Government contracts are indeed contracts. In the normal course of events, their terms may be enforced and the Crown held liable for a breach. However, government contracts are not the ironclad agreements they appear to be because governments may change or cancel them by enacting legislation. This paper discusses the means by which governments can make unilateral changes to contracts by statutory enactment.
Legislative supremacy is a central feature of the Canadian system of government. The federal Parliament and provincial legislatures may pass laws of any kind, including laws that change or cancel legally binding agreements, and even if the enactment has the effect of expropriating property or causing hardship to innocent parties who negotiated with government in good faith in entering into the contract in the first place. The powers of legislatures are limited only by the bounds of their constitutional jurisdiction and the existence of constitutional rights. In Canada, there is no constitutional right to compensation for expropriated property.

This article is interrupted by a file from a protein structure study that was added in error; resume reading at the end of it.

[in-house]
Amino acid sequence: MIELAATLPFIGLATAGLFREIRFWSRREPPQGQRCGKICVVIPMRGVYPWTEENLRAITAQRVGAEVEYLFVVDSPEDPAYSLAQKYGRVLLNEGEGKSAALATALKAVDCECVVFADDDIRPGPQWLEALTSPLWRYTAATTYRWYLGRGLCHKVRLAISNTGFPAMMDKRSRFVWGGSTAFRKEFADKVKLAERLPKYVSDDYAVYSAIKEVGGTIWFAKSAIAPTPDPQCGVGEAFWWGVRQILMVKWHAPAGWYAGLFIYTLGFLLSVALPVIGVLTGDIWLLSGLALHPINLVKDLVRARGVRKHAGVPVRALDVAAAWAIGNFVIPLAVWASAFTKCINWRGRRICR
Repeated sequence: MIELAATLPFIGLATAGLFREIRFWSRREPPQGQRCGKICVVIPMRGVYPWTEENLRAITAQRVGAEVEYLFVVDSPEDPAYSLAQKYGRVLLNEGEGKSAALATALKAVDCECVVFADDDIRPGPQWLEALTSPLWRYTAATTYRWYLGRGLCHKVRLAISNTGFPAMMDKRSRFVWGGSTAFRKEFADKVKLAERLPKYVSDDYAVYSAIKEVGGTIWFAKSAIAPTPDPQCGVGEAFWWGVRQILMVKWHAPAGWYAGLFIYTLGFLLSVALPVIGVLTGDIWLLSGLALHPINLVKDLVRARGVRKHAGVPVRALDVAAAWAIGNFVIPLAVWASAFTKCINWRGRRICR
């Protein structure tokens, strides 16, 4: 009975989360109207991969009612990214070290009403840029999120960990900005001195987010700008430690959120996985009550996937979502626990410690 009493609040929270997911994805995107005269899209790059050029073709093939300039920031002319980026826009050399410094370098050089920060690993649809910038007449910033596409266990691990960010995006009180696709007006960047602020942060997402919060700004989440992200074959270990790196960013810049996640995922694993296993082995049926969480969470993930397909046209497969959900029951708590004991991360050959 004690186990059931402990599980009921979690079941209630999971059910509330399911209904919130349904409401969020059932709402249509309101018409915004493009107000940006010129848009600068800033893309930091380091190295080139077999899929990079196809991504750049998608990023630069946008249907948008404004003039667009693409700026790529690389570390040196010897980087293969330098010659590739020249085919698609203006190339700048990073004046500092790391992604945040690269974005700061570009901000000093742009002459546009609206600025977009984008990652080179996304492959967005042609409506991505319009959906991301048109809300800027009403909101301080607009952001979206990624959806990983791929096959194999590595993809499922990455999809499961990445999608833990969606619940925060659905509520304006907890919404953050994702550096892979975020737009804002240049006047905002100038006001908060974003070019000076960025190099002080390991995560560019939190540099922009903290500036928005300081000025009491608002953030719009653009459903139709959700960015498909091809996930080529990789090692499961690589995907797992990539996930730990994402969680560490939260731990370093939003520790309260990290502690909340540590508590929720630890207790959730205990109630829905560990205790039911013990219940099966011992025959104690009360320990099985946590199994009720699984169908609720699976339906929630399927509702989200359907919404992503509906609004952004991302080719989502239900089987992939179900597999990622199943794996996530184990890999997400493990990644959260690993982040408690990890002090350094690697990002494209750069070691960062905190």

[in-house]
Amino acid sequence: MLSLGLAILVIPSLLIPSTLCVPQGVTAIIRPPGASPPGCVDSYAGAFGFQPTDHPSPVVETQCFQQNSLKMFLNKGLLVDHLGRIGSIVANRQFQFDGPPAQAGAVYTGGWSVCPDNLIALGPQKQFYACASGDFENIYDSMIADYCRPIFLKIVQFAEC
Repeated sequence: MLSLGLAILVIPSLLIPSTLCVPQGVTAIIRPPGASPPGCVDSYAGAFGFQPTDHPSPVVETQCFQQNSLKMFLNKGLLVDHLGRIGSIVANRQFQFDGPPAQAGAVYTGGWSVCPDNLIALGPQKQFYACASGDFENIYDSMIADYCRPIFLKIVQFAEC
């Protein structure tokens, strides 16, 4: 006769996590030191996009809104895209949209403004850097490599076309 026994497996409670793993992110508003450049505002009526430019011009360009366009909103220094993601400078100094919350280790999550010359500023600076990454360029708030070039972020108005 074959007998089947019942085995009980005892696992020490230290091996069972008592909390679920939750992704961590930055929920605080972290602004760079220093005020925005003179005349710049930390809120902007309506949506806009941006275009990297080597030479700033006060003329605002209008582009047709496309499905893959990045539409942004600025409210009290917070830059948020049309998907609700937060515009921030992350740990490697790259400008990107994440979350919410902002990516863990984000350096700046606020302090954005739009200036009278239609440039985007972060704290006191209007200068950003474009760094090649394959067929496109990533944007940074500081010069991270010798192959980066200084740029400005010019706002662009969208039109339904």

Just because legislatures can enact an end to a contract does not mean that they should. Using that power erodes confidence in doing business with government, and thus impairs the credit of the Crown and economic conditions in the jurisdiction. On the other hand, if democratically elected governments are to establish their own policies, they require the ability to make unilateral changes to agreements made by previous governments. If they cannot legitimately do so, then their predecessors can control policy decisions beyond the terms of their democratic mandates.